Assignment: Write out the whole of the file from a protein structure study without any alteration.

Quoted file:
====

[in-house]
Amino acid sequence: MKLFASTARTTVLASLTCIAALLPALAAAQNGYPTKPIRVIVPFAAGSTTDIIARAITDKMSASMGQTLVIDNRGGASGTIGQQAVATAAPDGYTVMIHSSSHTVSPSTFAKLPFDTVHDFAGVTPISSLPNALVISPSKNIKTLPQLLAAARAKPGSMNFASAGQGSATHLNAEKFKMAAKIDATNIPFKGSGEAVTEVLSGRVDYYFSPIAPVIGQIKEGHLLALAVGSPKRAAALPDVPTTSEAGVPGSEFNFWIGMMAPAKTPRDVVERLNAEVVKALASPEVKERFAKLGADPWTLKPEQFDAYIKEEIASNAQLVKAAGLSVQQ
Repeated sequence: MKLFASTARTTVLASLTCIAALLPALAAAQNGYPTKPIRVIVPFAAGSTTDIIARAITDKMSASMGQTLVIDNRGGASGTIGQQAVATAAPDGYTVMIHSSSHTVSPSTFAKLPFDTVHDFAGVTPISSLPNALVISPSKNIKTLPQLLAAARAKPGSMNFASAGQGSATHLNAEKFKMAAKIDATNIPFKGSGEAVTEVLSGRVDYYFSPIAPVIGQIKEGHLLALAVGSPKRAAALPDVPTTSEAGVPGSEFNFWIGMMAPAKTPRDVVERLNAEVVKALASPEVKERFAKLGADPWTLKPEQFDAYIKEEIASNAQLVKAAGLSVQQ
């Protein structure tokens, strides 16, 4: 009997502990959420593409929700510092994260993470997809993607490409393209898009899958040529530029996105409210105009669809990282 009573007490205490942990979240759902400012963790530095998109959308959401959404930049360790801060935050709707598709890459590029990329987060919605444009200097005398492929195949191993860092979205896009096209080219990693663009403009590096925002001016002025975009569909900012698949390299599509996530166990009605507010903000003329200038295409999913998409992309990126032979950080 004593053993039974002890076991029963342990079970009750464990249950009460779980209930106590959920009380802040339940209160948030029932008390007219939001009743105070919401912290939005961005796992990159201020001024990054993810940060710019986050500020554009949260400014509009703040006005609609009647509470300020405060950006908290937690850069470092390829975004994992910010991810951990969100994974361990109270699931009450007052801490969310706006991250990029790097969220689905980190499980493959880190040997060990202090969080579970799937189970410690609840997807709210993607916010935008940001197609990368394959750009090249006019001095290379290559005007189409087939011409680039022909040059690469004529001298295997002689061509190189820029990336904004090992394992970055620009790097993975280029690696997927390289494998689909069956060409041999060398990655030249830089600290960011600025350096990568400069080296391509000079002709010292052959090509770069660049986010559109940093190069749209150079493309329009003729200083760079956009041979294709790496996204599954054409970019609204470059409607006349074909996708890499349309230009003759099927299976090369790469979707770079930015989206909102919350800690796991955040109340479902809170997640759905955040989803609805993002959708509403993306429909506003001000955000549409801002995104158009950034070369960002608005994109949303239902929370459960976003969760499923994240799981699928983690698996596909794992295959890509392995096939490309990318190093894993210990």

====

[in-house]
Amino acid sequence: MKLFASTARTTVLASLTCIAALLPALAAAQNGYPTKPIRVIVPFAAGSTTDIIARAITDKMSASMGQTLVIDNRGGASGTIGQQAVATAAPDGYTVMIHSSSHTVSPSTFAKLPFDTVHDFAGVTPISSLPNALVISPSKNIKTLPQLLAAARAKPGSMNFASAGQGSATHLNAEKFKMAAKIDATNIPFKGSGEAVTEVLSGRVDYYFSPIAPVIGQIKEGHLLALAVGSPKRAAALPDVPTTSEAGVPGSEFNFWIGMMAPAKTPRDVVERLNAEVVKALASPEVKERFAKLGADPWTLKPEQFDAYIKEEIASNAQLVKAAGLSVQQ
Repeated sequence: MKLFASTARTTVLASLTCIAALLPALAAAQNGYPTKPIRVIVPFAAGSTTDIIARAITDKMSASMGQTLVIDNRGGASGTIGQQAVATAAPDGYTVMIHSSSHTVSPSTFAKLPFDTVHDFAGVTPISSLPNALVISPSKNIKTLPQLLAAARAKPGSMNFASAGQGSATHLNAEKFKMAAKIDATNIPFKGSGEAVTEVLSGRVDYYFSPIAPVIGQIKEGHLLALAVGSPKRAAALPDVPTTSEAGVPGSEFNFWIGMMAPAKTPRDVVERLNAEVVKALASPEVKERFAKLGADPWTLKPEQFDAYIKEEIASNAQLVKAAGLSVQQ
């Protein structure tokens, strides 16, 4: 009997502990959420593409929700510092994260993470997809993607490409393209898009899958040529530029996105409210105009669809990282 009573007490205490942990979240759902400012963790530095998109959308959401959404930049360790801060935050709707598709890459590029990329987060919605444009200097005398492929195949191993860092979205896009096209080219990693663009403009590096925002001016002025975009569909900012698949390299599509996530166990009605507010903000003329200038295409999913998409992309990126032979950080 004593053993039974002890076991029963342990079970009750464990249950009460779980209930106590959920009380802040339940209160948030029932008390007219939001009743105070919401912290939005961005796992990159201020001024990054993810940060710019986050500020554009949260400014509009703040006005609609009647509470300020405060950006908290937690850069470092390829975004994992910010991810951990969100994974361990109270699931009450007052801490969310706006991250990029790097969220689905980190499980493959880190040997060990202090969080579970799937189970410690609840997807709210993607916010935008940001197609990368394959750009090249006019001095290379290559005007189409087939011409680039022909040059690469004529001298295997002689061509190189820029990336904004090992394992970055620009790097993975280029690696997927390289494998689909069956060409041999060398990655030249830089600290960011600025350096990568400069080296391509000079002709010292052959090509770069660049986010559109940093190069749209150079493309329009003729200083760079956009041979294709790496996204599954054409970019609204470059409607006349074909996708890499349309230009003759099927299976090369790469979707770079930015989206909102919350800690796991955040109340479902809170997640759905955040989803609805993002959708509403993306429909506003001000955000549409801002995104158009950034070369960002608005994109949303239902929370459960976003969760499923994240799981699928983690698996596909794992295959890509392995096939490309990318190093894993210990």